Sutures or Staples? The Best Choice For Your C-Section

Talking about c-sections can be quite scary for some, especially for those faced with high-risk pregnancies. It is considered a major abdominal surgery that often results in longer recoveries, and with that can come further complications, including wound separations and more post-operative physician visits. For those faced with c-sections as a backup delivery method, it’s important to understand the differences between sutures and staples, the two types of closing methods most surgeons will use for open wounds. 

How Do C-Sections Work? What’s The Difference? 

Unlike natural deliveries, which rely on the uterus to press down and hormonal contractions to pass through the pelvic bone, c-sections access the child through multiple layers of skin above the pubic hairline. The opening is about 10 centimeters long, as that is the average length the cervix is dilated to birth a baby vaginally. C-sections can occur either as an emergency c-section or a scheduled c-section, and depending on the surgeon present at your delivery, they can use either two methods to close the 10-centimeter wound:

  • Staples: Staples are what they sound like, similar to what’s used on paper but are sterilized. The skin is stapled together using a small handheld stapler to hold the sides of the skin together and allow them to heal. Staples will need to be removed after the 5th day of healing and often requires additional visits. 
  • Sutures: Sutures, on the other hand, are an invisible, synthetic fabric that can be used to sew the skin together. After the surgery, the surgeon will use sutures to sew the skin together and then eventually dissolve over time as the skin heals. They typically dissolve within a week and don’t require any additional visits.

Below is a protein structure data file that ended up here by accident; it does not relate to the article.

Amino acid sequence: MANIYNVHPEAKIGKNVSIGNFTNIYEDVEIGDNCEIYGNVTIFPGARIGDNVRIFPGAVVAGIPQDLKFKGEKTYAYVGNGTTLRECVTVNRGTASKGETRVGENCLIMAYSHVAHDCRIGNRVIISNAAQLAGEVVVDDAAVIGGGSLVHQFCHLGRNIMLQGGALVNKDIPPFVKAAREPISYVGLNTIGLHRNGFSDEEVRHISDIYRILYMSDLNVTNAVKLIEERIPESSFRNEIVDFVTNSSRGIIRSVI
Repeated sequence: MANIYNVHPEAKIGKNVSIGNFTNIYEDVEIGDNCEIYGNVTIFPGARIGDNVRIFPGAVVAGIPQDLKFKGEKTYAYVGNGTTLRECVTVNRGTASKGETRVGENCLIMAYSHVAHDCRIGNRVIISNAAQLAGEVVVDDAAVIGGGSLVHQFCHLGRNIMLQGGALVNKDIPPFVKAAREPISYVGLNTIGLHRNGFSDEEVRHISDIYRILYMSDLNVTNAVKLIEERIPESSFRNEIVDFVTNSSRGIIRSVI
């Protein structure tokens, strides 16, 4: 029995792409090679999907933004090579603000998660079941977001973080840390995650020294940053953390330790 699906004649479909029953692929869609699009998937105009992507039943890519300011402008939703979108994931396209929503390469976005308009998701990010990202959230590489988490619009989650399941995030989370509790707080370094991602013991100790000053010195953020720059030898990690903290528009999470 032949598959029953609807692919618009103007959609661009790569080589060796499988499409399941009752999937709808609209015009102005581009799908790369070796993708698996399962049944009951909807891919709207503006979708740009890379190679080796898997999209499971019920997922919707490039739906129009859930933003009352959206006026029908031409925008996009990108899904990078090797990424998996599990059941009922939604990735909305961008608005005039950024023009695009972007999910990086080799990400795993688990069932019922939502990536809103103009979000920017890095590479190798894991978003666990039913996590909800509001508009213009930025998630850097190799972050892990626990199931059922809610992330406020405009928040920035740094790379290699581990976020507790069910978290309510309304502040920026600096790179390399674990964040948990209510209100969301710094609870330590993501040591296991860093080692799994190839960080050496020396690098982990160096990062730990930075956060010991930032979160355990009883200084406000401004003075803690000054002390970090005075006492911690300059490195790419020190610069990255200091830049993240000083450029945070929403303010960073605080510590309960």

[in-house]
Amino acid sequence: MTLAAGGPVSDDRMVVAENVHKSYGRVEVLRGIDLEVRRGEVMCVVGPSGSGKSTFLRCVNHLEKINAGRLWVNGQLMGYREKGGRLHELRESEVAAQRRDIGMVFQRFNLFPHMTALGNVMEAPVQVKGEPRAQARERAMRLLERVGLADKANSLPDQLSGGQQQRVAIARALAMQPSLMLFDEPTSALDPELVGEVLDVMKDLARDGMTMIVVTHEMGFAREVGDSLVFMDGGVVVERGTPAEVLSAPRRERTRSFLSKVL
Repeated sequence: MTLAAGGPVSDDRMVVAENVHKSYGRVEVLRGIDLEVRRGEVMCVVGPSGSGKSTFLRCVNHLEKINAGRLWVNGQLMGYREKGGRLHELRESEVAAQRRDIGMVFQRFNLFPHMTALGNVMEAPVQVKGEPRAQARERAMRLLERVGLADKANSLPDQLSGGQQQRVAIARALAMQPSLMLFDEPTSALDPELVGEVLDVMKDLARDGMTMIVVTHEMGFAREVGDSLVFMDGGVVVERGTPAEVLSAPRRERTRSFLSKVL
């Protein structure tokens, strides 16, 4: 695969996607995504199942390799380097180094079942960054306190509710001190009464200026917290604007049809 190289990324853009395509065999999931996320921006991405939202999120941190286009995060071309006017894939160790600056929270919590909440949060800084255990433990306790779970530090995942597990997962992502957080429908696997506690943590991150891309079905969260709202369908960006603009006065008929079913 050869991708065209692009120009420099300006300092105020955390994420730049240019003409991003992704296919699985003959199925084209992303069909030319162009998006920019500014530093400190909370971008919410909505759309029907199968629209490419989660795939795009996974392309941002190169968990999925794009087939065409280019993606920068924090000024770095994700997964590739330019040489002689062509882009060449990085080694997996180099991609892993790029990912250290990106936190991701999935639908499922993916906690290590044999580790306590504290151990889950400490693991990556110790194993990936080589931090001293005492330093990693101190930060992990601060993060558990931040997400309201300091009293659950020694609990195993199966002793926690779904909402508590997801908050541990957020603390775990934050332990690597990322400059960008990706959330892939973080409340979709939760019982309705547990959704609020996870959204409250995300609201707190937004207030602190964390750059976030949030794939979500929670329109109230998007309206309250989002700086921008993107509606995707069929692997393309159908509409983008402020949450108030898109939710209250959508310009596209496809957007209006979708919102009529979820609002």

So, which option is better for a c-section? It depends on how your scars heal to determine that. For women who had multiple c-section deliveries, sutures and staples can heal them the same, leaving similar scars in their place. However, some studies have shown that staples have a higher risk of wound separations and infections due to the materials used, especially when compared to sutures. However, it is important in these scenarios to know that one of the most important aspects of scar health is the healing process, including keeping the incision clean and dry with daily checks after your delivery. By keeping it clean and dry, you can prevent the onset of wound separations or infections for better delivery. 

Speak with Your Fetal-Medicine Specialists About Your Options

To learn more about what you can do to prepare for emergency c-sections, choose options for delivery methods, and other concerns you may have, the best place to go is to your obstetrician, gynecologist, or maternal-fetal medicine specialist for more information. Through your medical care team, they can provide you with the advice and care you need to make decisions about how to best prepare for your delivery. If you have any concerns about your healing, notice pain, redness, swelling, or other concerns, speak to your maternal-fetal medicine specialist to schedule an appointment.